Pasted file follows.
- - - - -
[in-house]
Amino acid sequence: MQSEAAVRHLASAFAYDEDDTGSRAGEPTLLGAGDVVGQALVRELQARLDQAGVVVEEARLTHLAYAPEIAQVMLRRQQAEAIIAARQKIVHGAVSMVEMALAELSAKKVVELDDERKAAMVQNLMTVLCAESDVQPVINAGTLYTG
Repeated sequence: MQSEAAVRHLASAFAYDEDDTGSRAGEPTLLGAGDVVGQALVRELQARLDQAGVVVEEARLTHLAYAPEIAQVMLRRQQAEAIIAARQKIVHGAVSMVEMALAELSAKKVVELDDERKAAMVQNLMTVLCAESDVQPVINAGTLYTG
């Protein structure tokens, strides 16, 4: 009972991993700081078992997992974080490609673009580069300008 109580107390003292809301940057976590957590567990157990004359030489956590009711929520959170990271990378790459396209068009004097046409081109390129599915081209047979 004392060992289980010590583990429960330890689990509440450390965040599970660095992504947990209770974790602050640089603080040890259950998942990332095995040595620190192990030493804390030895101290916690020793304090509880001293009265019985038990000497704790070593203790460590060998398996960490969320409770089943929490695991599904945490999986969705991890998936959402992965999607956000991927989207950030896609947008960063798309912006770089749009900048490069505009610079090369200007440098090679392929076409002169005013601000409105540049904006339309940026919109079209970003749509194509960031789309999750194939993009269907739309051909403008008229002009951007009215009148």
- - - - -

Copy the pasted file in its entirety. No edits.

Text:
[in-house]
Amino acid sequence: MQSEAAVRHLASAFAYDEDDTGSRAGEPTLLGAGDVVGQALVRELQARLDQAGVVVEEARLTHLAYAPEIAQVMLRRQQAEAIIAARQKIVHGAVSMVEMALAELSAKKVVELDDERKAAMVQNLMTVLCAESDVQPVINAGTLYTG
Repeated sequence: MQSEAAVRHLASAFAYDEDDTGSRAGEPTLLGAGDVVGQALVRELQARLDQAGVVVEEARLTHLAYAPEIAQVMLRRQQAEAIIAARQKIVHGAVSMVEMALAELSAKKVVELDDERKAAMVQNLMTVLCAESDVQPVINAGTLYTG
């Protein structure tokens, strides 16, 4: 009972991993700081078992997992974080490609673009580069300008 109580107390003292809301940057976590957590567990157990004359030489956590009711929520959170990271990378790459396209068009004097046409081109390129599915081209047979 004392060992289980010590583990429960330890689990509440450390965040599970660095992504947990209770974790602050640089603080040890259950998942990332095995040595620190192990030493804390030895101290916690020793304090509880001293009265019985038990000497704790070593203790460590060998398996960490969320409770089943929490695991599904945490999986969705991890998936959402992965999607956000991927989207950030896609947008960063798309912006770089749009900048490069505009610079090369200007440098090679392929076409002169005013601000409105540049904006339309940026919109079209970003749509194509960031789309999750194939993009269907739309051909403008008229002009951007009215009148």